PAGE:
• Joint mobility – if you’ve had a hip replacement for instance you will probably want a shorter pole;
  • Limb proportion – your leg-to-torso proportion impacts on your pole length which is why most instructors use the ‘rule of thumb’ formula;
  • Posture – Your posture may well improve with Nordic walking and you may end up needing longer poles;
  • Stride length and fitness.

My best advice is that you don’t rush in to buying a fixed length pole – wait until you’ve become comfortable with the technique.  Also, choose a pole height that feels comfortable for you even if it isn’t your ‘text book’ height.

What’s the difference between carbon and aluminium poles?
You may have noticed that poles come in carbon, aluminium, or a mix of the two.  Aluminium poles are a sensible choice if you’re only Nordic walking occasionally.  Carbon is lighter than aluminium and absorbs more vibrations when the pole strikes the ground.  Like bicycles, the most expensive poles are 100% carbon.  It’s really a question of what your budget is.  Even the most expensive Nordic walking poles are cheap compared with golf clubs, tennis racquets and most other sports equipment.

A key feature of a Nordic walking pole is the glove type strap.  Pushing through the strap allows you to swing your arm more fully, giving you greater power and enabling you to use your whole body.  It’s why trekking poles, with their thin looped straps, don’t work as a Nordic walking pole.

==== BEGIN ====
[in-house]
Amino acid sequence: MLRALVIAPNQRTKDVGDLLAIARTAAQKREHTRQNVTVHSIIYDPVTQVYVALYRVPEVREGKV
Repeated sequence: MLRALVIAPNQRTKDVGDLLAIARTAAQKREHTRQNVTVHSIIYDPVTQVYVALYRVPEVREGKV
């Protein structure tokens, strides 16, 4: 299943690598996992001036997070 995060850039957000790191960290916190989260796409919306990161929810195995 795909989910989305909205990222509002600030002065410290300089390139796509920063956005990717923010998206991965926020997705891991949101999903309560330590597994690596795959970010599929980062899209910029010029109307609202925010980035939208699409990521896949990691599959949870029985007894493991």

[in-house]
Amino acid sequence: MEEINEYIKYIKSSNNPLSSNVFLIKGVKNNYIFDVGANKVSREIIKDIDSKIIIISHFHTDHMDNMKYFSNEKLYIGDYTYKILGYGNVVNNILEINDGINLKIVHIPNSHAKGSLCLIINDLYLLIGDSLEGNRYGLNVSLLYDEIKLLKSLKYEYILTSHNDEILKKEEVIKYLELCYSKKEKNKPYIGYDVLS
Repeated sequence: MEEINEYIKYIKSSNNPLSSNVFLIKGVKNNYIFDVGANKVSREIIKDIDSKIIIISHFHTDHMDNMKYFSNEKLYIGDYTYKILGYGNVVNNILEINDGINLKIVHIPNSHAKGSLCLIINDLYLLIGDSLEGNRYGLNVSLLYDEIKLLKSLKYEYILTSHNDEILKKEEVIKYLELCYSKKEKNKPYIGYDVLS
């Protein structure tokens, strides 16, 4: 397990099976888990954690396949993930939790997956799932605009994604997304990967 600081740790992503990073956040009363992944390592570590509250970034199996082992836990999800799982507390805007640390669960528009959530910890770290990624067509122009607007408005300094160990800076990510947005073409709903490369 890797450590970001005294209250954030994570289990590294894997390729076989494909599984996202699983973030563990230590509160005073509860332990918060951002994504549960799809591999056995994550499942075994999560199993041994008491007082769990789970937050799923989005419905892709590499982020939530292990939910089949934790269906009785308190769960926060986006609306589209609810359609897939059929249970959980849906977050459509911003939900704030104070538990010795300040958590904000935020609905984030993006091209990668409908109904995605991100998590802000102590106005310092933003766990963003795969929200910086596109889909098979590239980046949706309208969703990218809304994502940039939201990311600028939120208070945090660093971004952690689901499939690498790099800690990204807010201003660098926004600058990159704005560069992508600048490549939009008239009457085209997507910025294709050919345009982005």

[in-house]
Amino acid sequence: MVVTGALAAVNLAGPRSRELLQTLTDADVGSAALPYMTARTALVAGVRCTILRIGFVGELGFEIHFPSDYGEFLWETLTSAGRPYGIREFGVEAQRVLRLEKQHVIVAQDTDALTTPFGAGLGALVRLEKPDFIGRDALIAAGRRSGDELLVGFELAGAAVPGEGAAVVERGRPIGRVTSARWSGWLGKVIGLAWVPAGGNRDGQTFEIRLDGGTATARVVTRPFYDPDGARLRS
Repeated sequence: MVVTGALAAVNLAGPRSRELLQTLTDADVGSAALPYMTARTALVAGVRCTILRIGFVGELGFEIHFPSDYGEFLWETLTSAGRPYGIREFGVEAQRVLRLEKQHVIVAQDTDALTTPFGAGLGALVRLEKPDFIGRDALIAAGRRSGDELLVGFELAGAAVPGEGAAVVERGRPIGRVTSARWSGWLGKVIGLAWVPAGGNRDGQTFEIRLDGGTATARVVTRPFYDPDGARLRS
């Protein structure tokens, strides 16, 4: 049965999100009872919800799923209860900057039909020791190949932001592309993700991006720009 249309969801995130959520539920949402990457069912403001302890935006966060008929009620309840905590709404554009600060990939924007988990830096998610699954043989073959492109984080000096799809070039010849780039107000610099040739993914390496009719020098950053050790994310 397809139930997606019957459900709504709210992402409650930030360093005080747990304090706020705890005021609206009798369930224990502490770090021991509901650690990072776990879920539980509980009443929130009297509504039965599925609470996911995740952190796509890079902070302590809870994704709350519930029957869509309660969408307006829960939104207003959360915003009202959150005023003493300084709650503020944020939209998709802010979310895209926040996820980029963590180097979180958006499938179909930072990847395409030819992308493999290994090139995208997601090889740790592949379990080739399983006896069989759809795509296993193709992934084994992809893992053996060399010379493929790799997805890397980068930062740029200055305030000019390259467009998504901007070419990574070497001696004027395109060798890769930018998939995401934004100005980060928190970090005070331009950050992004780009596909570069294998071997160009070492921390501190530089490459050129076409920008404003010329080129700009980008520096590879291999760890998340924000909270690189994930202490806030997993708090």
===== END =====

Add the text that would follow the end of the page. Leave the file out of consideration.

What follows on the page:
Your strap should fit your hand snugly to ensure a smooth transfer of power.  Most makes offer small, medium and large straps and you can also buy straps integrated into a full or half glove.  These are useful if you have arthritic hands as it helps to spread the load, making it more comfortable to push through the strap. 

The way the strap attaches to the pole differs between makes and models and could be a factor influencing which pole you buy.  It’s best to try first if you can.


Tips and paws
The paw is the stopper at the base of the pole.  On Nordic walking poles it is angled so that you get good grip without compromising your technique.  Underneath is the tip, usually made from a very strong metal such as tungsten carbide.  Generally, you walk with the paw on when walking on hard surfaces and the paw removed when on soft surface, as this enables the tip to dig in to the ground and give you extra purchase. 

Some paws are removable, others remain attached to the pole.  Some tips are blunt, others sharply pointed.  Once again different people prefer different styles.  I like a tip with a sharp point as it digs into the ground and provides excellent purchase.  A paw that remains attached to the pole is also useful if you don’t want to get mucky hands taking it on and off (but it makes the pole heavier and can affect the swing weight).  For more information on tips and paws click here.


What to buy?
If you’re ready to buy and want a bit of a steer, here are some recommendations to suit different budgets:




Top quality

Fixed length poles

Gabel X-2 Carbon (£44.95) 35% carbon

Leki Flash carbon (£69.95) 70% carbon

Exel Nordic Pro Straight/Curve
100% carbon

Adjustable poles

Leki Spin Superlock (£54.95) aluminium

Leki Instructor Carbon Lite (£79.95) carbon/aluminium

Leki Speed Pacer Vario (£125)
100% carbon

Travel poles

Gabel Fusion (£49.95) aluminium

Leki Traveller Carbon (£122)
100% carbon

Leki MicroTrailstick/Trail Vario (£125/£135)
100% carbon

Poles if you’re tall

Leki 100% Carbon Genius 130-150cm £99

Contact for details of where to buy or if you have any other questions.